Around a hundred kilometres south along the coast from Genoa, the Riviera di Levante is home to five medieval villages known as the Cinque Terre. Their colourful houses perch high on the cliffs in a landscape of lemon trees, vineyards, olive groves and terraced farm lands, in an area where generations of farmers have worked hard to get the best from the mountainous terrain.
The narrow road that zigzags between the hillsides is itself a delight, but once you reach the coastal villages, the man-made gems of the Cinque Terre National Park, there can remain no doubt why UNESCO named the area a World Heritage Site. Travelling south from Genoa, Monterosso al Mare is the first to be reached. Of the five, it has the best beaches, which means that it is the most modern and the one most affected by tourism. After a brief walk around the medieval streets and a pause to enjoy a snack at one of the sea-front cafes while breathing in the heady scent of the Ligurian Sea, it's better to keep going as yet more enchantment awaits just a little farther on along the coast.
Next comes Vernazza, where small boats bob on the natural creek; this used to be the most prosperous of the five towns and remains a traditional fishing village. The former wealth is evident from the loggias, arcades, towers and mansions that line the steep narrow streets of the old town. At the far end, too, there's the Doria castle, dating from the fifteenth century, which was part of the village defences against Saracen pirates.
Corniglia, the smallest of the five, is the only one that isn't directly on the sea front, which may explain it being the most rural and the most peaceful. The town nestles among terraced vineyards, perched on a rocky promontory, and its ancient houses straggle along the main Fieschi road. The charming church of San Pietro is worth a visit and there are ruins, too, of a cliff-top stronghold dating back to the mid-sixteenth century. Corniglia is the middle one of the Cinque Terre and there is a terrace from which you can look across to all four of the other towns.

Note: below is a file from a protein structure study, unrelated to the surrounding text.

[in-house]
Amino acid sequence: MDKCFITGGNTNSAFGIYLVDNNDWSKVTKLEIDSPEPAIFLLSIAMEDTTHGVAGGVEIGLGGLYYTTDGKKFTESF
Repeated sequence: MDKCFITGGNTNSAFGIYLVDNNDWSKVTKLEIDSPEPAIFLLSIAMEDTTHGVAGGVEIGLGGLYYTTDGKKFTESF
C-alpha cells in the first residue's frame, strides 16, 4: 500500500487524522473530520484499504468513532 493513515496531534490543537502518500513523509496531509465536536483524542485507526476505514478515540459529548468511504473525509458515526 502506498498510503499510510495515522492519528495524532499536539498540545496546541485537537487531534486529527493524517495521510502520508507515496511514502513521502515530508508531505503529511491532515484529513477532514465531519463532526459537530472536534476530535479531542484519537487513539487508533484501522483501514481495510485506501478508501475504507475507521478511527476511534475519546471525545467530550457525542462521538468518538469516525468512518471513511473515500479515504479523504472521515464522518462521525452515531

The walking paths, which often follow the old mule trails, are one of the great attractions of the area, and from Corniglia, it's possible to walk on to the next village, Manarola. There's also a train line connecting all five of the villages, which is the best way of visiting the area if you don't want to walk. Set between two rocky outcrops, the picture-postcard village of Manarola boasts colourful houses, traditional narrow streets and the ancient church of San Lorenzo. It's a perfect place to find a cafe where you can watch the sun go down while sampling a glass of the local wine.
Perhaps the most famous of the local hiking trails is the Via dell'Amore – the trail of love – which leads on along the cliffs to Riomaggiore. This, the southernmost of the five towns, dates from the thirteenth century, and its ancient wharf is framed by medieval defensive tower-houses. In the Via Colombo, there are plenty of cafes and ice-cream parlours where you can sit and breathe in the atmosphere of this land, where, over the centuries, the people have managed to wrest a living from the unwelcoming mountainside and where, thanks to the inaccessibility, it is still possible to glimpse an ancient way of life.
Genoa and Pisa are the nearest airports. The inaccessibility and lack of parking make access by train to and around the area the best option. From Genoa, take the train south to Monterosso. Approaching from Pisa – from the south – travel north to La Spezia and on to the Cinque Terre by regional train. Although there are trains that serve all five of the towns, some go direct from La Spezia to Monterosso.
Visitors' cars cannot be taken into the villages, and parking is a major problem, particularly in summer; there is a one-day train pass available which allows unlimited local travel. The Cinque Terre is criss-crossed with trails and paths among the vineyards and the olive groves and throughout the National Park, making it a veritable paradise for hikers, and walking is really the best way to explore the area. The clearlyy marked Sentiero Azzuro - the blue trail – connects all five villages. Although it is not particularly difficult, there are some steep gradients, some of which have steps. The full trail takes around five or six hours (not counting time spent in the villages en route.) The Via dell'Amore path between Riomaggiore and Manarola is one of the easiest, and one of the most spectacular, stretches of the trail.
Where to stay:
Monterosso is best equipped for tourists; high up in the town, the Casa dei Limoni is an old mansion that has been tastefully refurbished to offer half a dozen rooms and a charming terrace with views over the old town and out across the water. If you are travelling as part of a group, you could rent the historical Eremo di Santa Maria Maddalena, also in Monterosso, which is available by the week. In Manarola, the delightful La Torreta, a seventeenth-century tower-house has a handful of rooms and apartments, while in Vernazza, La Mala boasts just four highly exclusive rooms and an unforgettable cliff-top terrace.
Where to eat:
The area's coastal location makes seafood a basic in local cuisine. The Gambero Rosso in Vernazza serves local fish and shellfish on its delightful terrace. The family-run Osteria a Cantina de Mananan in Corniglia (Via Fieschi, 117) has only a few tables, but it is well worth making a reservation. In Manarola the Marina Piccola hotel restaurant boasts fantastic views over the bay, or try the bustling Trattoria Il Porticciolo. In Riomaggiore, eat down by the harbour at the Trattoria La Lanterna.